A bubble chart is a type of chart that displays three dimensions of data. Each entity with its triplet (v1, v2, v3) of associated data is plotted as a disk that expresses two of the vi values through the disk's xy location and the third through its size. Bubble charts can facilitate the understanding of social, economical, medical, and other scientific relationships.
Bubble charts can be considered a variation of the scatter plot, in which the data points are replaced with bubbles. As the documentation for Microsoft Office explains, "You can use a bubble chart instead of a scatter chart if your data has three data series that each contain a set of values. The sizes of the bubbles are determined by the values in the third data series.".
The human visual system naturally experiences a disk's size in terms of its area. And the area of a disk—unlike its diameter or circumference—is not proportional to its radius, but to the square of the radius. So if one chooses to scale the disks' radii to the third data values directly, then the apparent size differences among the disks will be non-linear (quadratic) and misleading. To get a properly weighted scale, one must scale each disk's radius to the square root of the corresponding data value v3 This scaling issue can lead to extreme misinterpretations, especially where the range of the data has a large spread. And because many people are unfamiliar with—or do not stop to consider—the issue and its impact on perception, those who are aware of it often have to hesitate in interpreting a bubble chart because they cannot assume that the scaling correction was indeed made. So it is important that bubble charts not only be scaled in this way, but also be clearly labeled to document that it is area, rather than radius or diameter, that conveys the data.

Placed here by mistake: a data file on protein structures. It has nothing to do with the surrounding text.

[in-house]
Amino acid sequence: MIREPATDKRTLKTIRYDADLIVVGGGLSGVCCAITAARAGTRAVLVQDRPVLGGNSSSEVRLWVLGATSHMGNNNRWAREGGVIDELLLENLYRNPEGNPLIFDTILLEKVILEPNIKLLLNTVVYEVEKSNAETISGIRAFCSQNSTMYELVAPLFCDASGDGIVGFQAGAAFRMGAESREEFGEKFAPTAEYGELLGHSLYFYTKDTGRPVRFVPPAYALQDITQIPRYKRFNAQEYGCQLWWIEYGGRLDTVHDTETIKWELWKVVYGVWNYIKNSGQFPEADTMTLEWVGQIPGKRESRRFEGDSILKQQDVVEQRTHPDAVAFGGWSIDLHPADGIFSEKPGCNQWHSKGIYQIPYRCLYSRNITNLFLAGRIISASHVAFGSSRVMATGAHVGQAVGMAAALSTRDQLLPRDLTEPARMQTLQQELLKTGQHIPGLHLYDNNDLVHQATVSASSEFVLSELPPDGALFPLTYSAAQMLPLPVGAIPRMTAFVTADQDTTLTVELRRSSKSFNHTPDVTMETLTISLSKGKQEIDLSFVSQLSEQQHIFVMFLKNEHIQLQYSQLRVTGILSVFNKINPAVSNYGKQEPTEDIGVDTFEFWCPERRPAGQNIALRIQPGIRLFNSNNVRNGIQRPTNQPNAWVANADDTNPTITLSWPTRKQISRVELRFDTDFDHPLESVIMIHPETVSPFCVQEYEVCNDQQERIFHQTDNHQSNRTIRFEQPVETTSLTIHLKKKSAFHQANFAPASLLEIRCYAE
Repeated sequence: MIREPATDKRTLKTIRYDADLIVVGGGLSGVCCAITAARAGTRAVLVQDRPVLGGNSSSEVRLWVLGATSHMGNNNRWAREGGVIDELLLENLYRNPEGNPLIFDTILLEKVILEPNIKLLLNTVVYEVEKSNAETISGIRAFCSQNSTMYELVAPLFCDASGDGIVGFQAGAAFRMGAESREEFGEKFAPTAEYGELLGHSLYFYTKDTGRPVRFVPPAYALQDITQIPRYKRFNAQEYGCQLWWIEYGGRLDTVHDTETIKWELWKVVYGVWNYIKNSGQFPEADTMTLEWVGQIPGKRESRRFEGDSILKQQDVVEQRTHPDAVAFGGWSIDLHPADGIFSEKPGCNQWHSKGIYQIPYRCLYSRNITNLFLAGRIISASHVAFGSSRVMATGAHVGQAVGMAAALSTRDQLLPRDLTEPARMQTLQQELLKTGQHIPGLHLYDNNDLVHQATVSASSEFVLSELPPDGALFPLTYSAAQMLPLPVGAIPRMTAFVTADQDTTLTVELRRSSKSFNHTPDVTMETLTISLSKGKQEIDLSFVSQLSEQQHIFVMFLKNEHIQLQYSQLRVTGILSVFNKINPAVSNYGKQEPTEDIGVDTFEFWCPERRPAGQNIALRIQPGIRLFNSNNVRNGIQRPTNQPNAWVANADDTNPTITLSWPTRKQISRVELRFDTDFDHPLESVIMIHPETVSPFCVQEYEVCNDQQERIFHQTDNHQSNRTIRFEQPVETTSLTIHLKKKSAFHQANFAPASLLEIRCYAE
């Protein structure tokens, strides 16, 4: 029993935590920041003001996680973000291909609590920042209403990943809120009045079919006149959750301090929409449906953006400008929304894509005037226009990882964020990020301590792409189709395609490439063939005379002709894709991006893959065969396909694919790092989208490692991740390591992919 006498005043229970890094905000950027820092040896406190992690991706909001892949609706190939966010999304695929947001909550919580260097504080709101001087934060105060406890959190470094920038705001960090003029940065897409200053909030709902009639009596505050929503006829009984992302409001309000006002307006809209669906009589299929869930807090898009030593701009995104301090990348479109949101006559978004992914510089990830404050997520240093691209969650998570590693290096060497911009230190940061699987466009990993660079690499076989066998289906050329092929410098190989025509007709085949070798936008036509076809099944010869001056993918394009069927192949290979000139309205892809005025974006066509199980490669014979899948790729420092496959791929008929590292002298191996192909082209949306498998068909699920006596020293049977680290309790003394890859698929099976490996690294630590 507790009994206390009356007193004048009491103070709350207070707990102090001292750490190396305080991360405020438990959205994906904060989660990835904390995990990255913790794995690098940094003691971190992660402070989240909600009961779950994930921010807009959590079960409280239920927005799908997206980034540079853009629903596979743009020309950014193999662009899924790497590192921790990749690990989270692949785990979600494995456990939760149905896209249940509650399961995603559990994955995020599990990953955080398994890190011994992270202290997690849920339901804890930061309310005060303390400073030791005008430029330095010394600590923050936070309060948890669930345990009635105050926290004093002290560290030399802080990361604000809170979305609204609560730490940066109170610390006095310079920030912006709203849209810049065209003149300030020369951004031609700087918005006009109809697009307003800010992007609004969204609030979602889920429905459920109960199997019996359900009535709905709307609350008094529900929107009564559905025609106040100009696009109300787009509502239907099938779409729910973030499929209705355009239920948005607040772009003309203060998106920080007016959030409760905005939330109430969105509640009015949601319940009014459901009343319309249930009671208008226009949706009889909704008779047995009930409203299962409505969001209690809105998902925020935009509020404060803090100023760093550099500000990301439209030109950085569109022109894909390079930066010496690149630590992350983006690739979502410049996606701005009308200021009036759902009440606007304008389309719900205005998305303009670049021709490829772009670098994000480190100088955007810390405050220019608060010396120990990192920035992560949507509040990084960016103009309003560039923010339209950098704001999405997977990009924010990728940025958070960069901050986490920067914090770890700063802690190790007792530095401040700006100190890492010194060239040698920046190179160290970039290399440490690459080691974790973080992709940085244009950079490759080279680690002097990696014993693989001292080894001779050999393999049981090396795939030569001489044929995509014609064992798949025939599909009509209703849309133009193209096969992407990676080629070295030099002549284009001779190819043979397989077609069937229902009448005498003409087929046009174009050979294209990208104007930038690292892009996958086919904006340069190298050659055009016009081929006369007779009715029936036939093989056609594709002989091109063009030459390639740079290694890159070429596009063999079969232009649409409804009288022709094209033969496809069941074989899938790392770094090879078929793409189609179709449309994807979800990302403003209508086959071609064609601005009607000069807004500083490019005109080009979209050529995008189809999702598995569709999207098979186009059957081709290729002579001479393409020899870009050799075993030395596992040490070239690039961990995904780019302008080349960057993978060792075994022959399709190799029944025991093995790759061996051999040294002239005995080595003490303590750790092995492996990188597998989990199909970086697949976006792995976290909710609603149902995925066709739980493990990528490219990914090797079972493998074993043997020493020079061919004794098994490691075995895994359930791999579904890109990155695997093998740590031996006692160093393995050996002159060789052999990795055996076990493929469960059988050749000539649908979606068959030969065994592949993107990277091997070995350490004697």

The metaphoric representation of data values as disk areas cannot be extended for displaying values that are negative or zero. As a fallback, some users of bubble charts resort to graphic symbology to express nonpositive data values. As an example, a negative value can be represented by a disk of area in which is centered some chosen symbol like "×" to indicate that the size of the bubble represents the absolute value of a negative data value. And this approach can be reasonably effective in situations where data values' magnitudes (absolute values) are themselves somewhat important—in other words, where values of and are similar in some context-specific way—so that their being represented by congruent disks makes sense.
To represent zero-valued data, some users dispense with disks altogether, using, say, a square centered at the appropriate location. Others use full circles for positive, and empty circles for negative values.
Additional information about the entities beyond their three primary values can often be incorporated by rendering their disks in colors and patterns that are chosen in a systematic way. And, of course, supplemental information can be added by annotating disks with textual information, sometimes as simple as unique identifying labels for cross-referencing to explanatory keys and the like.